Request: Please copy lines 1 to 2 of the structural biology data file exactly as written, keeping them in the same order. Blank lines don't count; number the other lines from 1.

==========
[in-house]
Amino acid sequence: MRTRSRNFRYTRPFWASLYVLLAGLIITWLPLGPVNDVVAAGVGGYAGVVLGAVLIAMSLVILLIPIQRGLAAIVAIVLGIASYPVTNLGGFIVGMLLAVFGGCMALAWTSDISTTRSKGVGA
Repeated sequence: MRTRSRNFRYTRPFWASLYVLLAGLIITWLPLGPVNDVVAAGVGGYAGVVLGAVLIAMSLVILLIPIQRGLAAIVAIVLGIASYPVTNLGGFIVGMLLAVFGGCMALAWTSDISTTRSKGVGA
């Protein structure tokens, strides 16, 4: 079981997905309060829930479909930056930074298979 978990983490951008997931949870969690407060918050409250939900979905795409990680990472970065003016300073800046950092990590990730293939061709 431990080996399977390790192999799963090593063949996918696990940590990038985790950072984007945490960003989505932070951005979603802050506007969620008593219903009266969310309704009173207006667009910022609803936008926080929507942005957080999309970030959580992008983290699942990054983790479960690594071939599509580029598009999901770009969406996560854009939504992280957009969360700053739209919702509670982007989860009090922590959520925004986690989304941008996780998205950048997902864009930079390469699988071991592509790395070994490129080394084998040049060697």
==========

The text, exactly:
[in-house]
Amino acid sequence: MRTRSRNFRYTRPFWASLYVLLAGLIITWLPLGPVNDVVAAGVGGYAGVVLGAVLIAMSLVILLIPIQRGLAAIVAIVLGIASYPVTNLGGFIVGMLLAVFGGCMALAWTSDISTTRSKGVGA